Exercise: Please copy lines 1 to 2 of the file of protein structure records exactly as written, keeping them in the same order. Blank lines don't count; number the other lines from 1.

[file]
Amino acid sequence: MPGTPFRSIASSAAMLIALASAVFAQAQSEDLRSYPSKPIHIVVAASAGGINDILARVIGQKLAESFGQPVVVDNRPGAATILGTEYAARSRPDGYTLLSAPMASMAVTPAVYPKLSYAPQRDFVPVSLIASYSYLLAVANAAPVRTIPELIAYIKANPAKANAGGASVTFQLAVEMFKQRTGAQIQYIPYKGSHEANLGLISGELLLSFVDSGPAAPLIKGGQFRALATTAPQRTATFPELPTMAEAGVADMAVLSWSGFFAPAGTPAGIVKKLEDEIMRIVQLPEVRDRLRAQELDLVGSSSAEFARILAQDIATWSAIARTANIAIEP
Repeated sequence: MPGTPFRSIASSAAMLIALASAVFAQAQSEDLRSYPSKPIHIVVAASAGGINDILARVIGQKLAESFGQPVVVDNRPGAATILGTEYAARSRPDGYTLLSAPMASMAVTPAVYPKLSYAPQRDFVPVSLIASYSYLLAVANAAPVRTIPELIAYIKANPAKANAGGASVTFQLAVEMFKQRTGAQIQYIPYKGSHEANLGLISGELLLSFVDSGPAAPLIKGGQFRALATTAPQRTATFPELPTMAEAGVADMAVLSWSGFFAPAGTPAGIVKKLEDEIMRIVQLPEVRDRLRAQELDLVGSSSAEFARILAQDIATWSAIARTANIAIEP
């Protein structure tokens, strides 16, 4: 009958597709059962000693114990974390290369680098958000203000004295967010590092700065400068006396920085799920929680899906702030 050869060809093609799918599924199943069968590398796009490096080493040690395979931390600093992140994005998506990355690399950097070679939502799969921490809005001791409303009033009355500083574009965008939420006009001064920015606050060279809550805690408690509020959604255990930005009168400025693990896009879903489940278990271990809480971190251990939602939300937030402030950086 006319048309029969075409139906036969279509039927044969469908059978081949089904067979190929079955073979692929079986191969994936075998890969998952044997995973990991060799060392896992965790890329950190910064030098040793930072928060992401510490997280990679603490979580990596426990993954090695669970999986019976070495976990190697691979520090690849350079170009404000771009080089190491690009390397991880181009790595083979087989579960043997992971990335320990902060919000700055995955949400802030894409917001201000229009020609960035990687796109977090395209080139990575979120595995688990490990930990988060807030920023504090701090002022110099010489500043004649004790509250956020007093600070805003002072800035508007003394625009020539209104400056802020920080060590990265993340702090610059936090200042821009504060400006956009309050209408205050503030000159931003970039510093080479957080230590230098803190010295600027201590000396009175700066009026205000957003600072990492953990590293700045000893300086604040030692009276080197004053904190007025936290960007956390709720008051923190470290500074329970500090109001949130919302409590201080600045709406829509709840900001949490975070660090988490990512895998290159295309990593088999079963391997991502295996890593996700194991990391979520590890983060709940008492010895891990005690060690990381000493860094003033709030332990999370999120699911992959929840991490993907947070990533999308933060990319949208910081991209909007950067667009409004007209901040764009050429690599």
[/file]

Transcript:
Amino acid sequence: MPGTPFRSIASSAAMLIALASAVFAQAQSEDLRSYPSKPIHIVVAASAGGINDILARVIGQKLAESFGQPVVVDNRPGAATILGTEYAARSRPDGYTLLSAPMASMAVTPAVYPKLSYAPQRDFVPVSLIASYSYLLAVANAAPVRTIPELIAYIKANPAKANAGGASVTFQLAVEMFKQRTGAQIQYIPYKGSHEANLGLISGELLLSFVDSGPAAPLIKGGQFRALATTAPQRTATFPELPTMAEAGVADMAVLSWSGFFAPAGTPAGIVKKLEDEIMRIVQLPEVRDRLRAQELDLVGSSSAEFARILAQDIATWSAIARTANIAIEP
Repeated sequence: MPGTPFRSIASSAAMLIALASAVFAQAQSEDLRSYPSKPIHIVVAASAGGINDILARVIGQKLAESFGQPVVVDNRPGAATILGTEYAARSRPDGYTLLSAPMASMAVTPAVYPKLSYAPQRDFVPVSLIASYSYLLAVANAAPVRTIPELIAYIKANPAKANAGGASVTFQLAVEMFKQRTGAQIQYIPYKGSHEANLGLISGELLLSFVDSGPAAPLIKGGQFRALATTAPQRTATFPELPTMAEAGVADMAVLSWSGFFAPAGTPAGIVKKLEDEIMRIVQLPEVRDRLRAQELDLVGSSSAEFARILAQDIATWSAIARTANIAIEP